Ruan Combrinck’s rugby story is one of the more heartwarming ones and the 2016 Springbok debutant scored with his first touch upon his return to SuperRugby, having been out of the game since August when he fractured his fibula. A lovely midfield move saw Jantjies feed wing Courtnall Skosan on an inside run, the flyhalf then getting the ball out wide to fullback Andries Coetzee, who passed to Combrinck, who finished clinically with a deft chip and regather.

For all the criticism, it is apparent that there is ability in this Bulls team and there are moments when it is clear that they are well-coached.

Such a moment came in the sixth minute when they scored a wonderful set-piece try, certainly the equal of the Lions’ opening score.

From a lineout, a lovely interchange of passes between fullback Jesse Kriel and Sibahle Maxwane sent the debutant wing racing through the defensive line before centre Jan Serfontein stormed over for the try.

The Bulls were doing well in the first quarter, holding the Lions to just two penalties kicked by Jantjies, the first from a scrum, the second from a prolonged build-up which showed that the visitors were at least causing some frustration, the home side having earlier kicked goalable penalties to touch.

But the Bulls’ well would quickly run dry.

Blindside flank Jannes Kirsten is known for being a strong ball-carrier, an abrasive player who is difficult to stop. But when he came charging from deep at the much smaller Kwagga Smith, the Lions’ openside did not surrender an inch on the gain-line, instead holding Kirsten up for long enough for his fellow forwards to support him and force the turnover.

From the resulting scrum, Jantjies spotted that Kriel was standing too deep at fullback and his lovely chip into that space was claimed by Skosan, who raced into the Bulls’ 22 before passing out wide for Smith to score.

That was followed by lock Franco Mostert bursting clear in midfield from the kickoff and his good offload over the top went to up-in-support Ruan Dreyer, the tighthead prop showing that he has the mobility to go with his undoubted scrummaging prowess, for the Lions’ third try, all of them converted by Jantjies.

Kriel showed that he was up for the contest, however, when he burst through the weak tackles of Smith and Skosan to score the Bulls’ second try, in the 28th minute, when there really wasn’t much on for the visitors.

Brummer converted to make it 14-27, but that would be the last time they scored in the match.

To make matters worse, two stupid mistakes would gift the Lions two more tries before halftime.

It had been one-way traffic for a while, but for an international scrumhalf, it was exceptionally poor of Rudy Paige to telegraph his box-kick so blatantly by the way he was standing. Eighthman Warren Whiteley, who once again led from the front in inspirational fashion, charged down the kick and did well to dot down as the ball threatened to squirm out of his grasp on the tryline.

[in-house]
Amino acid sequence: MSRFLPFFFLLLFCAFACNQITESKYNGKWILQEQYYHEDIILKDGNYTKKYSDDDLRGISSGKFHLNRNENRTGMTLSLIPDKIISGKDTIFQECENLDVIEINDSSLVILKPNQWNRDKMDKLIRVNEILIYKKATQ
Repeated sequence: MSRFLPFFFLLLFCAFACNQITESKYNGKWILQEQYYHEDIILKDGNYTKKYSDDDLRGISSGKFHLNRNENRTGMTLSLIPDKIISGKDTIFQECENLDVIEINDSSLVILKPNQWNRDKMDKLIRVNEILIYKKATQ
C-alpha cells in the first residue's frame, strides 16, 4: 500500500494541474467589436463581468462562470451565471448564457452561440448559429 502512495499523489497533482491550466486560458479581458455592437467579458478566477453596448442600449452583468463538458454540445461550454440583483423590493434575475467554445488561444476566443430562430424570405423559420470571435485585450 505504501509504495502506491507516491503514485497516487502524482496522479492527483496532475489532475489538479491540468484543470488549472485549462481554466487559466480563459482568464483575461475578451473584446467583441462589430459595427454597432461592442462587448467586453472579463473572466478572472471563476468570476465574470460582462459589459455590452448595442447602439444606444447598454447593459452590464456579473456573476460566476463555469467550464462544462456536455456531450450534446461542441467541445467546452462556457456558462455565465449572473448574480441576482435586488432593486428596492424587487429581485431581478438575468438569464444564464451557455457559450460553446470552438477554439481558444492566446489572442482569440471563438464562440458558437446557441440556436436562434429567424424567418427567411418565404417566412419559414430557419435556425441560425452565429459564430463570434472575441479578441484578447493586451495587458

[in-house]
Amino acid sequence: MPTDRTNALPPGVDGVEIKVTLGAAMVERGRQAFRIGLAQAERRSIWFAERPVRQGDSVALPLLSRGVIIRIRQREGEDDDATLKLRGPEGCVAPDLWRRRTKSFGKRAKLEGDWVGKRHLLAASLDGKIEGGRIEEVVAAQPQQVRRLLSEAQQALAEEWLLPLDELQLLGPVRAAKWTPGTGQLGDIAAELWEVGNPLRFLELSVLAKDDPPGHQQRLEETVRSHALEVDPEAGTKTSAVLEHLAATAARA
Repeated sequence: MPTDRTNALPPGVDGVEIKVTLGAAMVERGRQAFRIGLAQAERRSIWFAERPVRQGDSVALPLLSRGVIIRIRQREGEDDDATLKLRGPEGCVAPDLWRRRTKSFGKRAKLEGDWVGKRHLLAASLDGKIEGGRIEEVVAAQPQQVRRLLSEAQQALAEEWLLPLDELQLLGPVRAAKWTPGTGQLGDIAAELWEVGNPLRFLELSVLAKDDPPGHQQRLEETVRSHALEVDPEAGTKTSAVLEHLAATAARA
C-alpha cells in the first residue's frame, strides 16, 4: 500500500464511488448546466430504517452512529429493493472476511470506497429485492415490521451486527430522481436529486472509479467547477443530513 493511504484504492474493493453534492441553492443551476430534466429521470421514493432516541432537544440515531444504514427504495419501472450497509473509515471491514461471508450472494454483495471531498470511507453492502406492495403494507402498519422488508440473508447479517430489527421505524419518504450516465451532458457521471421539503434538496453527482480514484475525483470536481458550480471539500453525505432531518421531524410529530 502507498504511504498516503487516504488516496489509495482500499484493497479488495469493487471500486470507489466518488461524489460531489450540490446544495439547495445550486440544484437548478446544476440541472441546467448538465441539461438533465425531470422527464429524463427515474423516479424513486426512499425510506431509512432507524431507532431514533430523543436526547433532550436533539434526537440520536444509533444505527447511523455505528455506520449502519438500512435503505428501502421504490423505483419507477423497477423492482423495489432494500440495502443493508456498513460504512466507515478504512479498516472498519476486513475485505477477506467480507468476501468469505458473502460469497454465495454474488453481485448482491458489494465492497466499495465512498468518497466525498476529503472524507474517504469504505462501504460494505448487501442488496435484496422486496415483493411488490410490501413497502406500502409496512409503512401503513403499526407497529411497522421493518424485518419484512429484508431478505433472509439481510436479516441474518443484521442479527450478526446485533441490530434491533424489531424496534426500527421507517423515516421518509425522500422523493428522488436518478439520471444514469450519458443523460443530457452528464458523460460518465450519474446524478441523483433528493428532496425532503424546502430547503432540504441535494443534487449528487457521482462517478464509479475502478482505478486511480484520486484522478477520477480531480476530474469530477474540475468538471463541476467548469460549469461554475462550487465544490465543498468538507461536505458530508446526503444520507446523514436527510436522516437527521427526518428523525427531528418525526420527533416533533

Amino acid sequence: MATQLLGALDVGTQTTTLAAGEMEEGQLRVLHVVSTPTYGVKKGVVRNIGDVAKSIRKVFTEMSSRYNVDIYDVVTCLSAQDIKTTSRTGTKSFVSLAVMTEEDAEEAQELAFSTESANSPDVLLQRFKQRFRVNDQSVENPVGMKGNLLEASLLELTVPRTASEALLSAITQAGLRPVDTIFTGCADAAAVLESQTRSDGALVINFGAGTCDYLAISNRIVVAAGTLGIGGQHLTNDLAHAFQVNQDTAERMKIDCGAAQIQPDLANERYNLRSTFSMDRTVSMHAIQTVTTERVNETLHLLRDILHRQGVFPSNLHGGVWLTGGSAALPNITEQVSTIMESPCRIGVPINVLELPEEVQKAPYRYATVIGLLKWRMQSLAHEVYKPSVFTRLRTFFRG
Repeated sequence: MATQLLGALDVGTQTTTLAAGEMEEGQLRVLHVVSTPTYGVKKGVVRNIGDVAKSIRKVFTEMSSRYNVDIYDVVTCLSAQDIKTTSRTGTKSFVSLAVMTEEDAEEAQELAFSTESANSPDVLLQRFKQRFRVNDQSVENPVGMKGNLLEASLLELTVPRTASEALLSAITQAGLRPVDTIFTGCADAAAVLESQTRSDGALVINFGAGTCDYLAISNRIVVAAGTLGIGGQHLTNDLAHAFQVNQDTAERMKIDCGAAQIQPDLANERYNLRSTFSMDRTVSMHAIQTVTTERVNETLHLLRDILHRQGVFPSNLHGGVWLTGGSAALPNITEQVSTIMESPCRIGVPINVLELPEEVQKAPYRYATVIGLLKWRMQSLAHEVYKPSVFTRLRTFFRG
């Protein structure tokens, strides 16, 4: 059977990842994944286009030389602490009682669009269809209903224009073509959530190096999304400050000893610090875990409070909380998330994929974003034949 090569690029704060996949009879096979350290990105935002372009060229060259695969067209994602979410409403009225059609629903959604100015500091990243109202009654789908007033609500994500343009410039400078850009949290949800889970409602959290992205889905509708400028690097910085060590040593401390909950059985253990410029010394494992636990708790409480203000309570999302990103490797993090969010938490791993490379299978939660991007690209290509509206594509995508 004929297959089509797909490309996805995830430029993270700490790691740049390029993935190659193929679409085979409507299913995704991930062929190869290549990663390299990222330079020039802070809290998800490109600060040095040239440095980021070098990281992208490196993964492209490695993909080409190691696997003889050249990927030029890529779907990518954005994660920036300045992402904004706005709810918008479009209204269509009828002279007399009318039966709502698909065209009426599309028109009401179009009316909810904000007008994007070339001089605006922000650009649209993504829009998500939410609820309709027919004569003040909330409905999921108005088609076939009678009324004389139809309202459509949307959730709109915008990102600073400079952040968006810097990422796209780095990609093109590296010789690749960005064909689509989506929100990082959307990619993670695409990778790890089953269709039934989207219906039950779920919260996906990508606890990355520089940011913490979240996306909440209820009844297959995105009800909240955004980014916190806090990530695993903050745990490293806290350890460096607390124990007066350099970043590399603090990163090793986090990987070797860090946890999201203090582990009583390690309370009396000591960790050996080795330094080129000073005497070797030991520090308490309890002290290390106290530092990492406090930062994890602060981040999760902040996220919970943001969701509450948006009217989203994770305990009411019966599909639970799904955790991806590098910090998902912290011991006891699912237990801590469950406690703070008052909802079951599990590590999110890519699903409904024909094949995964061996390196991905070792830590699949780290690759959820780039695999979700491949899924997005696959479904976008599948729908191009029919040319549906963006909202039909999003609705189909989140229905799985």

In contrast to Jantjies’ game-management, opposite number Brummer was a non-entity, although he did not have front-foot ball to play with. But his failure to find touch from a penalty kick on the Lions’ 22, which would have provided a wonderful attacking platform, was inexcusable.

Instead the Lions took a scrum on their 22, won a penalty and set up a lineout in Bulls’ territory. From there Jantjies’ direct run drew two defenders and then it just took two passes out wide for Combrinck to be racing over in the corner again, ending the first half as he had begun it.

The Bulls were staring a horror movie in the face, 39-14 down at the break, but instead of being disembowelled by the ravenous Lions, they did manage to claw back some pride with a better second half.

There were no further gains on the scoreboard, but limiting the Lions to just two more tries, in the 43rd and 80th minutes, was something of a success.

Jantjies manufactured the first one with a lovely little chip-pass to Skosan, hooker Malcolm Marx, never far from the action, came storming up in support and Mostert went over from the next ruck.

The final try came after outside centre Lionel Mapoe went into a half-gap and an interchange of passes with replacement centre Jacques Nel saw the Springbok split the tired defence and race away for the try, Jantjies converting to seal the Lions’ biggest winning margin against the Bulls.

While the Bulls did fight back in the second half, it was still a poor display and they were utterly humbled by their neighbours. As a corporation as a whole, they need to take a long, hard look at themselves.

Most galling is the fact that the core of the Lions side comes from players rejected by the Bulls. Coach Nollis Marais is likely to get the sack this week, but there are poorer performers above him in the Bulls hierarchy who should not be immune to the blame.

Points scorers

Lions: Tries – Ruan Combrinck (2), Kwagga Smith, Ruan Dreyer, Warren Whiteley, Franco Mostert, Lionel Mapoe. Conversions – Elton Jantjies (5). Penalties – Jantjies (2).

Bulls: Tries – Jan Serfontein, Jesse Kriel. Conversions – Francois Brummer (2).

John McFarland Column – A great weekend of SA SuperRugby 1

Posted on April 04, 2017 by Ken

 

The Lions v Sharks SuperRugby match at Ellis Park was a great game of rugby, so full of intensity, big hits and drama.

Maybe it did not have the accuracy you’d expect, but it was certainly exciting.

You have to credit the Sharks’ improvement, but the way the Lions just always stay in the fight shows they have the squad to win SuperRugby. It will be tough though, especially with the news that coach Johan Ackermann is leaving at the end of the campaign to join Gloucester.